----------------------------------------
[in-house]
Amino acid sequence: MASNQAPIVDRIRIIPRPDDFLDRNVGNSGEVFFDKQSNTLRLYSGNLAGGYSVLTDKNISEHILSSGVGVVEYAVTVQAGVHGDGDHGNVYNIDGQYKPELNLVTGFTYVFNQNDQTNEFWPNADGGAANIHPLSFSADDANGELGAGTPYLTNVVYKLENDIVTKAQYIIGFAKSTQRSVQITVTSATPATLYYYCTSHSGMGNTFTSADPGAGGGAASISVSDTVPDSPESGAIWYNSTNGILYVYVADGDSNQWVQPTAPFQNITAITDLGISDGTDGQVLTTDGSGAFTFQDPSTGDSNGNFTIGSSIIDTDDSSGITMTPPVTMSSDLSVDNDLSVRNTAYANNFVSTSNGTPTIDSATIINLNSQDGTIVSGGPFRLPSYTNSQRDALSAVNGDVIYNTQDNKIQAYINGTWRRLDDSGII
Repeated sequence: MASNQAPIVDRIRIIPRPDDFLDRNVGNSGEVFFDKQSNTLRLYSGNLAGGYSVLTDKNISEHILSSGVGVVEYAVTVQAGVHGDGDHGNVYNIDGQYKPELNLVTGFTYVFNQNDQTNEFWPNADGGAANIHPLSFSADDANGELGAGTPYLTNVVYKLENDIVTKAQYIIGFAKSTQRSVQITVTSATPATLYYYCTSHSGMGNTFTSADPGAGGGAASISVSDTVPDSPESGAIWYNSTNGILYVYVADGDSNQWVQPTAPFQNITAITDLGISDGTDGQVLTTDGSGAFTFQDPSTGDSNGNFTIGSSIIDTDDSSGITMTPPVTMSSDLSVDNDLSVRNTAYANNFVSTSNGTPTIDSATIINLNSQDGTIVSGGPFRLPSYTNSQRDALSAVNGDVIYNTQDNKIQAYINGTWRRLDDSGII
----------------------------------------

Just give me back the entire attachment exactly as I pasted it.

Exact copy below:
[in-house]
Amino acid sequence: MASNQAPIVDRIRIIPRPDDFLDRNVGNSGEVFFDKQSNTLRLYSGNLAGGYSVLTDKNISEHILSSGVGVVEYAVTVQAGVHGDGDHGNVYNIDGQYKPELNLVTGFTYVFNQNDQTNEFWPNADGGAANIHPLSFSADDANGELGAGTPYLTNVVYKLENDIVTKAQYIIGFAKSTQRSVQITVTSATPATLYYYCTSHSGMGNTFTSADPGAGGGAASISVSDTVPDSPESGAIWYNSTNGILYVYVADGDSNQWVQPTAPFQNITAITDLGISDGTDGQVLTTDGSGAFTFQDPSTGDSNGNFTIGSSIIDTDDSSGITMTPPVTMSSDLSVDNDLSVRNTAYANNFVSTSNGTPTIDSATIINLNSQDGTIVSGGPFRLPSYTNSQRDALSAVNGDVIYNTQDNKIQAYINGTWRRLDDSGII
Repeated sequence: MASNQAPIVDRIRIIPRPDDFLDRNVGNSGEVFFDKQSNTLRLYSGNLAGGYSVLTDKNISEHILSSGVGVVEYAVTVQAGVHGDGDHGNVYNIDGQYKPELNLVTGFTYVFNQNDQTNEFWPNADGGAANIHPLSFSADDANGELGAGTPYLTNVVYKLENDIVTKAQYIIGFAKSTQRSVQITVTSATPATLYYYCTSHSGMGNTFTSADPGAGGGAASISVSDTVPDSPESGAIWYNSTNGILYVYVADGDSNQWVQPTAPFQNITAITDLGISDGTDGQVLTTDGSGAFTFQDPSTGDSNGNFTIGSSIIDTDDSSGITMTPPVTMSSDLSVDNDLSVRNTAYANNFVSTSNGTPTIDSATIINLNSQDGTIVSGGPFRLPSYTNSQRDALSAVNGDVIYNTQDNKIQAYINGTWRRLDDSGII